Cabinet ministers sued over devolution March 28, 2014 by Owen Gagare The Zimbabwe Independent
FORMER minister and member of the National Assembly for Lobengula in Bulawayo, Samuel Sipepa Nkomo, has dragged Local Government minister Ignatius Chombo, Justice minister Emmerson Mnangagwa and the government to the Constitutional Court (ConCourt) for breaching the country’s constitution by failing to implement devolution.
Chombo is cited as the first respondent as he is responsible for the administration of the Provincial Councils and Administration Act. Mnangagwa is the second respondent as he deals with the constitution, Bills and other legal matters on behalf of government, which is the third respondent.
Through his lawyers, Tendai Biti Law, Nkomo argues failure by the respondents to operationalise Chapter 14 of the new constitution, in so far as it deals with local governance, was a violation of his right to equal protection and benefits of the law.
He wants the respondents to bring before parliament bills which would ensure devolution is implemented. The application was filed on Tuesday.
The constitution received overwhelming endorsement in a referendum in March last year.
In his founding affidavit, Nkomo argues that the respondents have failed or neglected to cause the enactment of an Act of Parliament that would give effect to the provisions of Chapter 2 and Chapter 14 of the constitution.
“Indeed as a result, the respondents have failed to operationalise the key constitutional question of devolution in this country. Chapter 14, in so far as it deals with the provincial tier of government, has thus remained moribund or non-operational,” said Nkomo.
Section 2 of the constitution states that the constitution is the supreme law of the land and the obligations imposed by it are “binding on every person, natural or juristic, including the state and all executive, legislative and judicial institutions and agencies of the government at every level, and must be fulfilled by them”.
He argues the delay to operationalise devolution was therefore a breach of the law and says he had approached the ConCourt because it was the watchdog of constitutional compliance.
“The issue of devolution is key and central in the part of the country I come from and in the constituency I represent. I was chosen to represent my constituencywhich expects me to serve in the Bulawayo Metropolitan Council and represent its interests. I want to serve in this important institution so that it can perform and execute its developmental roles as defined by the constitution,” said Nkomo.
During the constitution-making exercise the MDC formation headed by Welshman Ncube was the most vocal in supporting devolution, which became part of their poll campaign in the run up to the July 31 general elections.
According to the constitution, there should be a provincial council for each of the country’s provinces which should consist of the provincial governor, members of both houses of parliament, mayors and chairpersons of all urban and rural local authorities in the province.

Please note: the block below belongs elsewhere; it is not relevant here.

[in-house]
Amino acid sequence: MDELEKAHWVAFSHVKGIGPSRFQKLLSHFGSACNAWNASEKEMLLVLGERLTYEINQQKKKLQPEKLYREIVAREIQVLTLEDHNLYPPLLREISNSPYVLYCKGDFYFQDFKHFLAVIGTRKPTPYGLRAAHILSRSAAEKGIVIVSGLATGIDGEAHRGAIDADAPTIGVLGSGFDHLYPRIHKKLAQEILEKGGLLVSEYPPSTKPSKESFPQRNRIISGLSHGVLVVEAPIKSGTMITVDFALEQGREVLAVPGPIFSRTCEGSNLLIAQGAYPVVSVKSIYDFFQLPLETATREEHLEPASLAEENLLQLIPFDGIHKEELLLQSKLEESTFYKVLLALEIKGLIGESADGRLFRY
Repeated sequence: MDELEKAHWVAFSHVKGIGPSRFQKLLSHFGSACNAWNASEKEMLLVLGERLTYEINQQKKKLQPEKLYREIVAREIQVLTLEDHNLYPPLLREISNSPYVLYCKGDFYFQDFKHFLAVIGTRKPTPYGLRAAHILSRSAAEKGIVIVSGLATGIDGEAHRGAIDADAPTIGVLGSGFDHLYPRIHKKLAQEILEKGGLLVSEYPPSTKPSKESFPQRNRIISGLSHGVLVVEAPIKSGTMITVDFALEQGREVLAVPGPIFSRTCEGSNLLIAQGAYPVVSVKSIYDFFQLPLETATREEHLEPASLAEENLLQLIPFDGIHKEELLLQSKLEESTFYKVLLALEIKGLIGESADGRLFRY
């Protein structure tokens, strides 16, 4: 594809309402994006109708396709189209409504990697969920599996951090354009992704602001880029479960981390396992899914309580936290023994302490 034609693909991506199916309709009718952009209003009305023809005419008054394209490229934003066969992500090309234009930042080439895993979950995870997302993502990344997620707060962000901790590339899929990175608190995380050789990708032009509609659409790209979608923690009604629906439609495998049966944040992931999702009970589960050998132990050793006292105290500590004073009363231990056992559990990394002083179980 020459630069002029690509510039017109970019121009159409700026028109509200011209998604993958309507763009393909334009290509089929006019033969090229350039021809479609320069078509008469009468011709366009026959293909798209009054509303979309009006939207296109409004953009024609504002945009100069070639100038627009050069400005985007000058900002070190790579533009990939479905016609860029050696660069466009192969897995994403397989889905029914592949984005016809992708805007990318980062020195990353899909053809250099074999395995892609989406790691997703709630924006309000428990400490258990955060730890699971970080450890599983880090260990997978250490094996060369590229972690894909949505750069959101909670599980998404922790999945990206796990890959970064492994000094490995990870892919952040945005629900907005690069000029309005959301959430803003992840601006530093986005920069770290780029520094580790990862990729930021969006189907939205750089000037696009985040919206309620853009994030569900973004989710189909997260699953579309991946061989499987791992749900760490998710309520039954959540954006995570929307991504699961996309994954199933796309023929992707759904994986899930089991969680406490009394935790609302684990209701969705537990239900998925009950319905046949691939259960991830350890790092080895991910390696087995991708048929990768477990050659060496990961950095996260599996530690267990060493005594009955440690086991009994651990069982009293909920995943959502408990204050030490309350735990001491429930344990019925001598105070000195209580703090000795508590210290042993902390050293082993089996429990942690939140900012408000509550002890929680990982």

The provincial councils are supposed to be responsible for the social and economic development of the province as well as planning and implementing social and economic development activities, preparing annual development plans for the province while also coordinating and implementing governmental programmes.
The provincial councils are also mandated with coordinating the conservation, improvement and management of natural resources, monitoring and evaluating the use of resources in the province and reviewing and evaluating the implementation of development plans and policies within the province.
Chapter 14 of the constitution lists the objectives of devolution as:
To give powers of local governance to the people and enhance their participation in the exercise of the powers of the state and in making decisions affecting them;
To promote democratic, effective, transparent and accountable and coherent government of Zimbabwe as a whole;
To preserve and foster the peace, national unity and indivisibility of Zimbabwe;
To recognise the right of communities to manage their own affairs and to further their development;
To ensure the equitable sharing of local and national resources;
To transfer responsibilities and resources from the national government in order to establish a sound financial base for each provincial and metropolitan council and local authority.
Nkomo argues that although devolution was a contentious issue during the constitution-making exercise, particularly because of Zanu PF’s scepticism as it feared it would be interpreted as federalism or secessionism, it was one of the most popular issues during the constitution-making exercise. He also says the constitution was a people-driven process where more than three million people were consulted.
“The bottom line therefore, is that the question of devolution and decentralisation was an issue that was popular amongst people of Zimbabwe.
“It was also an issue that was heavily contested amongst the three political parties, all of whom appreciated its importance. Having been so agreed and incorporated in the new constitution, surely there should be no reason why it is taking the respondents months and months before the same is implemented,” Nkomo argues.
The respondents were given 10 days to file a notice of opposition if they intend to oppose the application, failure of which the application will be set down for hearing at the ConCourt without further notice.